Micah Zevin on Brendan Lorber’s if this is paradise why are we still driving?

if this is paradise why are we still driving? by Brendan Lorber. Subpress, June 2018. 145 pages. $14.00, paper.

Can we ever escape the hidden meanings of existence, the state of saying or doing one thing and meaning another? What to make of the silences, the pauses, fissures, elisions, we find in conversation or on the page? What can be mined from what’s missing? How will the gaps or empty spaces be filled if they can be filled at all? Brendan Lorber’s if this is paradise why are we still driving? playfully engages all of these mortality-infused questions and contradictions. Each of the collection’s poems’ structure and style throws you off-balance, compelling you to laugh or cry, overcome with emotion as you pause for breath within the silent spaces, within the deadly the noise often taking over our minds and bodies: what we understand as our lives, fragile as they are.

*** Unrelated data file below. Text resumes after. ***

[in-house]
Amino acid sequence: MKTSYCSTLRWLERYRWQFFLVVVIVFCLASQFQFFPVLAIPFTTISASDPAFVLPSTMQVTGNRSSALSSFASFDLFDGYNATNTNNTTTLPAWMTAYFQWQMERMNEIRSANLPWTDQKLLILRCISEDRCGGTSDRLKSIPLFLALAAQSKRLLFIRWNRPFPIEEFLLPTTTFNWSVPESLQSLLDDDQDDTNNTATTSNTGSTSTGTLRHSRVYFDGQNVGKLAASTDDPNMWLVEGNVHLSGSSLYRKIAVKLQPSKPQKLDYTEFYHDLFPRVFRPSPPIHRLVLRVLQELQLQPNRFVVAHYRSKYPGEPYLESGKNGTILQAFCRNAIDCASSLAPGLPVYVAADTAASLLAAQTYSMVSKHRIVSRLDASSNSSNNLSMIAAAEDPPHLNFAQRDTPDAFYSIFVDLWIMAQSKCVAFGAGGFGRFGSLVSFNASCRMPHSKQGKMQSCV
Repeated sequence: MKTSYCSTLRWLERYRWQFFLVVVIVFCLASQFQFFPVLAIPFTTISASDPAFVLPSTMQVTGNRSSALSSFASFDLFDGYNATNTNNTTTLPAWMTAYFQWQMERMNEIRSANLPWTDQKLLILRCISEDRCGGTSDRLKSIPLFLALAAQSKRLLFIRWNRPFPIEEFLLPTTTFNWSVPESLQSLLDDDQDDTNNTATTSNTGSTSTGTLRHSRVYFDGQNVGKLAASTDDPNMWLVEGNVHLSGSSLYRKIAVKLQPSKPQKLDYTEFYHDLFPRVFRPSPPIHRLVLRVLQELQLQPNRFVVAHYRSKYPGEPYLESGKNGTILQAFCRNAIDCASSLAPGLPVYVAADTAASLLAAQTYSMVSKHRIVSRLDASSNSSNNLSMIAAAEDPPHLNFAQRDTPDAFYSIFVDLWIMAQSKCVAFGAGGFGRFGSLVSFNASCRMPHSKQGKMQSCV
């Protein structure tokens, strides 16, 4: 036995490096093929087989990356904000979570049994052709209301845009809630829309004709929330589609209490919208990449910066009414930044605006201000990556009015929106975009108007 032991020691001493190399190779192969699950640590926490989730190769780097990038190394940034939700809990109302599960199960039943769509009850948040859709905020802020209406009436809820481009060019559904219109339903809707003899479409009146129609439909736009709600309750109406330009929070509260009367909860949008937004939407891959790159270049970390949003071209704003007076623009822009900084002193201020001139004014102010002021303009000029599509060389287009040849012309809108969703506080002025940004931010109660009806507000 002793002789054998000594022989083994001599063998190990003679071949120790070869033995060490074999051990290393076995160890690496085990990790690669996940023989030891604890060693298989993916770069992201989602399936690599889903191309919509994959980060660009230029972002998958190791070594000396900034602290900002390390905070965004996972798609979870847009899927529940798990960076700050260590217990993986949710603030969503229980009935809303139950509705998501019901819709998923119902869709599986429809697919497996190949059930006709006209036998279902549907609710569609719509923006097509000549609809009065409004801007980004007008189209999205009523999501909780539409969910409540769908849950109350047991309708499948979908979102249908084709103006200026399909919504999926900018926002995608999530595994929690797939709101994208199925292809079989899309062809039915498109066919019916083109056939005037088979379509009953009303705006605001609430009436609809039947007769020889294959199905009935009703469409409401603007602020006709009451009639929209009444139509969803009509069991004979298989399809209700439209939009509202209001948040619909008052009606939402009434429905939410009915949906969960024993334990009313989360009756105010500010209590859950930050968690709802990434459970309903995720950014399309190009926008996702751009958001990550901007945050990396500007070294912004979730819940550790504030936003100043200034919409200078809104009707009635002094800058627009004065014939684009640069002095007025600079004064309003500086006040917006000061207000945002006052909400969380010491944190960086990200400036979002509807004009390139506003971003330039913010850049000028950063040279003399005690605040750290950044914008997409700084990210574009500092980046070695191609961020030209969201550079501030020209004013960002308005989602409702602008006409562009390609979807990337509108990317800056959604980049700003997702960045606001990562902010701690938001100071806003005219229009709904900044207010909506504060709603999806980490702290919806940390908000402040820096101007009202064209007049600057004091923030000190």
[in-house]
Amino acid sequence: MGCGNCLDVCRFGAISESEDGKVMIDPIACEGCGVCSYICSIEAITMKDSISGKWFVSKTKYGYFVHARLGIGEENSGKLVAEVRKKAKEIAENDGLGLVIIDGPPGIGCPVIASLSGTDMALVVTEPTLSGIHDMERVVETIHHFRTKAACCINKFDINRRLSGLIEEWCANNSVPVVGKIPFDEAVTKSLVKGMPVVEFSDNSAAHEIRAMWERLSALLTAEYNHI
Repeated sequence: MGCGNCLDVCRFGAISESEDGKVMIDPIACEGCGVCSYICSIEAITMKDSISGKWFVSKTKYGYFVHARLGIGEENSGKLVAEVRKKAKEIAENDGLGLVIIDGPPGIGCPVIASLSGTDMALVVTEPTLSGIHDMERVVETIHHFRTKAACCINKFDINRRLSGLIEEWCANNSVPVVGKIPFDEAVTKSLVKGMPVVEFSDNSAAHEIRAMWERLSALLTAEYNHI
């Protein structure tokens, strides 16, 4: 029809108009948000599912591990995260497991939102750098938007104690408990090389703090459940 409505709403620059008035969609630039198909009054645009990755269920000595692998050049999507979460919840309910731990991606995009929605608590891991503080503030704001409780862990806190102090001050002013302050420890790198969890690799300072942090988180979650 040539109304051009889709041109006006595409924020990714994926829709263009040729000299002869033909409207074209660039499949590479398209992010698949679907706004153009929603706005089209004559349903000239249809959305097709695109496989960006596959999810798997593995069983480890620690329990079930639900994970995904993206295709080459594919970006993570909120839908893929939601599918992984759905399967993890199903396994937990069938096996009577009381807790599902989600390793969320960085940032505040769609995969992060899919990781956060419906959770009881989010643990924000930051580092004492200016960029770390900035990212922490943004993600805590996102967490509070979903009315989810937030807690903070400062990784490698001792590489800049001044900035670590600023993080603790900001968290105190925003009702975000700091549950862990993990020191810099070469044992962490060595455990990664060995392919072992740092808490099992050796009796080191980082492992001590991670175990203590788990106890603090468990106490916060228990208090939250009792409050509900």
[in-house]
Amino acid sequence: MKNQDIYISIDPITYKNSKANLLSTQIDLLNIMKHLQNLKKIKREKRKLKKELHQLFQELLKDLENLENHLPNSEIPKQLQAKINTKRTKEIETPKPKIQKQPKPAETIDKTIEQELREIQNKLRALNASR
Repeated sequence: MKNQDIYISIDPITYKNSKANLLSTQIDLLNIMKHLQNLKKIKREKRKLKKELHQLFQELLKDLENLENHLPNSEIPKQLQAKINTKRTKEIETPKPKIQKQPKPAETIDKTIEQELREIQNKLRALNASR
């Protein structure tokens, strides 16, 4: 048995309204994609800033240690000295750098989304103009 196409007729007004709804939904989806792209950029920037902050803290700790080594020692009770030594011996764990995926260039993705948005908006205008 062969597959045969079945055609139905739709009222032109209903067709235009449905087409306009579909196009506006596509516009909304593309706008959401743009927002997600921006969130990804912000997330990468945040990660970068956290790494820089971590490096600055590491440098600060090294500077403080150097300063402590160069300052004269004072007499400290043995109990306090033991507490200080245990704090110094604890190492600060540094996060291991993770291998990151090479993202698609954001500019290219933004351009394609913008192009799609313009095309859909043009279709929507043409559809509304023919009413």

Speaking of breaks, “Lucky Break of Day” establishes the book’s overall off-kilter sense of mystery: “Everything we say hides what  we mean / but also creates a little space.” Every short koan- or haiku-like passage makes you pause and think, allowing for both reverie and open-ended interpretation, not to mention multiple meanings profoundly absurd or aphoristic or both. Throughout, Lorber employs humor to both serious and seriously hilarious ends. In “Bird Above the Fire,” the contradictions, the humorous and the profound, crash into each other, offering one philosophical musing or revelation after another:

There’s a joy to encryption but it’s neither
in cracking the code    nor preventing
transmission  Like any language  to sink
into the sweetness of  there’s a lot
to be said   for what can’t be understood

What makes my shoes  the shiniest is